Denali National Park and Preserve Travel Guide

Denali National Park and Preserve Sights


  • Mountain–Sight
  • Fodor's Choice

Published 10/26/2015

Fodor's Review

In the heart of mainland Alaska, within 6-million-acre Denali National Park and Preserve, the continent's most majestic peak rises into the heavens. Formerly known as Mt. McKinley, this 20,310-foot massif of ice, snow, and rock has been renamed to honor its Alaska Native name, Denali, or "the High One." Some simply call it "the Mountain." One thing is certain: it's a giant among giants, and the most dominant feature in a land of extremes and superlatives.

Those who have walked Denali's slopes know it to be a wild, desolate place. As the highest peak in North America, Denali is a target of mountaineers who aspire to ascend the "seven summits"—the tallest mountains on each continent. A foreboding and mysterious place, it was terra incognita—unclimbed and unknown to most people—as recently as the late 1890s. Among Athabascan tribes, however, the mountain was a revered landmark; many generations regarded it as a holy place and a point of reference.

Naming the Mountain:

Linguists have identified at least eight Native Alaskan names for the mountain including Deenaalee, Doleyka, Traleika, and Dghelay Ka'a. The essence of all the names is "the High One" or "Big Mountain." The first recorded sighting of Denali by a foreign explorer was in 1794, when Captain George Vancouver spotted it in the distance. More than a century later, after a summer of gold-seeking, Ivy Leaguer William Dickey reported his experiences in the New York Sun. His most significant news was of a massive peak, which he dubbed "Mt. McKinley," after Republican William McKinley of Ohio. Mountaineer Hudson Stuck, who led the first mountaineering team to "McKinley's" summit, was just one in a long line of Alaskans to protest this name. In Stuck's view, the moniker was an affront to both the mountain and Alaska's Native people. For these very reasons, a vast majority of Alaskans called the continent's highest peak by its original name, Denali. On August 28, 2015, President Obama changed the name of the mountain back to Denali. The executive order states that "The mountain was originally named after President William McKinley of Ohio, but President McKinley never visited, nor did he have any significant historical connection to, the mountain or Alaska." The White House said the change "recognizes the sacred status of Denali to generations of Alaska Natives."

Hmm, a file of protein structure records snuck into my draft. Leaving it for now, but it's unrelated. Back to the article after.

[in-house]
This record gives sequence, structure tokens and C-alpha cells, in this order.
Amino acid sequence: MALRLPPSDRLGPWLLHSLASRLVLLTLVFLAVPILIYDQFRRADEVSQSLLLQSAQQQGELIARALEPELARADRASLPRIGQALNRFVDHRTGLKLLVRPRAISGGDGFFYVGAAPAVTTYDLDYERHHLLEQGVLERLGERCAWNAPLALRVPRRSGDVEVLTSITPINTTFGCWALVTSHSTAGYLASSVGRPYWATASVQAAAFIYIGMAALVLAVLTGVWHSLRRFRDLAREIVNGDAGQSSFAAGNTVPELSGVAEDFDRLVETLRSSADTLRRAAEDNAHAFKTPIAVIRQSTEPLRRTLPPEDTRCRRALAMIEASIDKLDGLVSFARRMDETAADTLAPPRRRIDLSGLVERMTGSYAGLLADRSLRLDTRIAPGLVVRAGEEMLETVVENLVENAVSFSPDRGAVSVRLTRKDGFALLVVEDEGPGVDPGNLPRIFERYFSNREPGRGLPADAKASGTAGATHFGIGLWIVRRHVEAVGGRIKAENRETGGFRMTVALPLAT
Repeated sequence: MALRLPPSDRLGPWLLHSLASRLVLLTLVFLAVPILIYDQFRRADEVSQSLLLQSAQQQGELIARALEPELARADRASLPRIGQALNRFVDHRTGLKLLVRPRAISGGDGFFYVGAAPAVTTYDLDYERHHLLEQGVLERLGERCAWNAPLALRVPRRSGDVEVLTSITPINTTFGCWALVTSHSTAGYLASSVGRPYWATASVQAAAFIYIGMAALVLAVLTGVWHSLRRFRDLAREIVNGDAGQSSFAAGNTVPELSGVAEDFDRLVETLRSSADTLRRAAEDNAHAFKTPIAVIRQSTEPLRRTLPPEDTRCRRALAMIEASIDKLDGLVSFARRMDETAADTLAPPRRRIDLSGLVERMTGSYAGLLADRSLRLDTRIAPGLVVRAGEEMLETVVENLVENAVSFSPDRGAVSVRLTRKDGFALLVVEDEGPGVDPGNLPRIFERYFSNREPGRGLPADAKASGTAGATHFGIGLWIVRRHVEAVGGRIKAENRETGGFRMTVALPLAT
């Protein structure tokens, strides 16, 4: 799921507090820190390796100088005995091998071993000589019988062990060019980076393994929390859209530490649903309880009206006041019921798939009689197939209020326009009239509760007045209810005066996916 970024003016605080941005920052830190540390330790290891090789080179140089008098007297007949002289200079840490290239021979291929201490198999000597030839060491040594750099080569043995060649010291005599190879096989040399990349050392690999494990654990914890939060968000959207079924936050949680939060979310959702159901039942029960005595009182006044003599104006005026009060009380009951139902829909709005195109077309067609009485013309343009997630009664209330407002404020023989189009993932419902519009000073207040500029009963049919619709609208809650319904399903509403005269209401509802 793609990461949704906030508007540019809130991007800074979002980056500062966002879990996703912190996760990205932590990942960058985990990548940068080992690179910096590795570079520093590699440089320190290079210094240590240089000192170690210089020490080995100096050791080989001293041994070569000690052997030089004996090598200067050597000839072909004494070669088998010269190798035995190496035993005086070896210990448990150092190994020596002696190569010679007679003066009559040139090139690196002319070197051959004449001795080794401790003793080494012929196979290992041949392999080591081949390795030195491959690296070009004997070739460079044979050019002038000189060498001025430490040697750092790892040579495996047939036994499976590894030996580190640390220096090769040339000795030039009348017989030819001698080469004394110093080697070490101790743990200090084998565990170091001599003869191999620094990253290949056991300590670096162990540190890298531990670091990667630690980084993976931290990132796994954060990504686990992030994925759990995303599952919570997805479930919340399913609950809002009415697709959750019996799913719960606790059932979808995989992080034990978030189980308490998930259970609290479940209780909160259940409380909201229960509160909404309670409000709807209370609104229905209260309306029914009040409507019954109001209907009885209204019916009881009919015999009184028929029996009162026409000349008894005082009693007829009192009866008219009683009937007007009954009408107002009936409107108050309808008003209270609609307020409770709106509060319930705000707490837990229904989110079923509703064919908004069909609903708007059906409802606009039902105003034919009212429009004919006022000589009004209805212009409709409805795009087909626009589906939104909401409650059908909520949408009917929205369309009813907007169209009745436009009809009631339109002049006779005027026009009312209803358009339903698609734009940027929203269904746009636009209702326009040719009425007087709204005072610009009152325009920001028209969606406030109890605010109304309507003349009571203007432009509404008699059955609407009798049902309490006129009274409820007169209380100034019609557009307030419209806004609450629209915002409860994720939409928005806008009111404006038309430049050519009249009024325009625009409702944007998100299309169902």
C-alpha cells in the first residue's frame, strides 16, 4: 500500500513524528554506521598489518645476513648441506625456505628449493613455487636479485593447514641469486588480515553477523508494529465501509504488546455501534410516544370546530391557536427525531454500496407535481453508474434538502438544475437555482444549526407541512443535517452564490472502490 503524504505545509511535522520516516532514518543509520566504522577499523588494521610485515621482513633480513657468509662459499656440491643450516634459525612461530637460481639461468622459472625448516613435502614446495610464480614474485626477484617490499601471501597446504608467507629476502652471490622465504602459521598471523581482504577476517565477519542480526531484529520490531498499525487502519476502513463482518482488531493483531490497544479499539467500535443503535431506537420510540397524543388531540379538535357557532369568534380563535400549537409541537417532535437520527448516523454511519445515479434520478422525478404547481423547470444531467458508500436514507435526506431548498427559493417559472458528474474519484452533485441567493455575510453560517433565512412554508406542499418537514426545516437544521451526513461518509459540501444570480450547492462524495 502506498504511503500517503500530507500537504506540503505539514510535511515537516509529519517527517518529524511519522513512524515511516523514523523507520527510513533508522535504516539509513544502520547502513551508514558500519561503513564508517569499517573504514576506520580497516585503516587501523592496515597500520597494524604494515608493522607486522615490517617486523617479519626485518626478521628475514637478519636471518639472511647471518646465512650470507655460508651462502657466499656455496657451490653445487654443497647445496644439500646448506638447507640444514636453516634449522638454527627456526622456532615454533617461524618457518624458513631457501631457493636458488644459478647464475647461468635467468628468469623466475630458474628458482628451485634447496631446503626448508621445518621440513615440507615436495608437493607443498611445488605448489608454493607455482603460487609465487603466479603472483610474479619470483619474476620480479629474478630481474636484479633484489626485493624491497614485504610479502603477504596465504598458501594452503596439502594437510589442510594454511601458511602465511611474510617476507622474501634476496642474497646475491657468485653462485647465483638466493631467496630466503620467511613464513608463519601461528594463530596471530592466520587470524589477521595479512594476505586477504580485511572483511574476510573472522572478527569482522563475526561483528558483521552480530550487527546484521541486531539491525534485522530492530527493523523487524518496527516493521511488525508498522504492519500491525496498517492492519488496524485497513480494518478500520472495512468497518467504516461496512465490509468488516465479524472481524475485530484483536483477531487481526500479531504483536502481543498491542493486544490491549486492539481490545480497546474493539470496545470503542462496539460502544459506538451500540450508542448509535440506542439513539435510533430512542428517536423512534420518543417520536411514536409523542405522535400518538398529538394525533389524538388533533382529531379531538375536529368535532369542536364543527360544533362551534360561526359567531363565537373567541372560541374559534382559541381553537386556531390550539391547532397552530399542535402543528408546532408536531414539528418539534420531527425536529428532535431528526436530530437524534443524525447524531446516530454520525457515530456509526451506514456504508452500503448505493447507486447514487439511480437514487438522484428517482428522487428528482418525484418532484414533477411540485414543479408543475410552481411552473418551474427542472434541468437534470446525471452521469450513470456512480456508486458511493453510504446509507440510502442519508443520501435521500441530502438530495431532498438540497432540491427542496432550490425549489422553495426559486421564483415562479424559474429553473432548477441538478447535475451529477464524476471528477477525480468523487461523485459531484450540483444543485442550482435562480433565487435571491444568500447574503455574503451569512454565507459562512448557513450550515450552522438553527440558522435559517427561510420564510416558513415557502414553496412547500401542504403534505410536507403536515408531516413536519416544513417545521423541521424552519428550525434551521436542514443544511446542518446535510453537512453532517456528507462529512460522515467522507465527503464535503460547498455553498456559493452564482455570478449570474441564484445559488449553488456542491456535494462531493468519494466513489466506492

Facts and Figures: The mountain's vertical rise is the highest in the world. This means that at 18,000 feet over the lowlands (which are some 2,000 feet above sea level), Denali's vertical rise is even greater than that of Mt. Everest, at 29,035-feet (which sits 12,000 feet above the Tibetan plateau, some 17,000 feet above sea level). In addition to coping with severe weather, climbers face avalanches, open crevasses, hypothermia, frostbite, and high-altitude illnesses. More than 120 people have died on the mountain and hundreds more have been seriously injured. Denali's awesome height and its subarctic location make it one of the coldest mountains on Earth, if not the coldest. Primarily made of granite, Denali undergoes continual shifting and uplift thanks to plate tectonics (the Pacific Plate pushing against the North American Plate); it grows about 1 millimeter per year.

Climbing Denali: The safest route to the summit is the West Buttress. About 80% to 90% of climbers attempting to ascend the peak take this route, with only about half reaching the top. But, in mountain climbing, safest is a relative term—some world-class mountaineers have been killed on the West Buttress. Halfway to the summit, Denali's weather is equivalent to that of the North Pole in severity. In summer, nighttime temperatures may reach –40°F. From base camp to high camp, climbers must trek some 16 miles and 10,000 vertical feet—a trip that takes two to three weeks. The most technically challenging stretch is the ascent to 18,200-foot Denali Pass; climbers must cross a steep snow-covered slope and then a shallow bowl called the Football Field. Then, still roped together, climbers ascend an 800-foot snow-and-ice wall to reach the "top of the continent" itself.

Early Milestones: In 1903, two different expeditions made the first attempts to climb Denali. They only reached 11,000 feet. Over the next decade, other expeditions would try, and fail, to reach the top. Finally in 1913, a team led by Hudson Stuck reached the summit. The first person to the top was Walter Harper, a Native Alaskan. After the Stuck party's success, no attempts were made to climb the mountain until 1932. That year, for the first time, a pilot landed a small plane on one of the mountain's massive glaciers. Another first: a party climbed both the 20,320-foot South Peak and 19,470-foot North Peak. More tragically, the first deaths occurred on the mountain. Alaskans Dave Johnston, Art Davidson, and Ray Genet completed the first winter ascent of Denali in February 1967. Japanese climber Naomi Uemura completed the first solo ascent of Denali in 1970.

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Denali National Park, Alaska, USA

Published 10/26/2015


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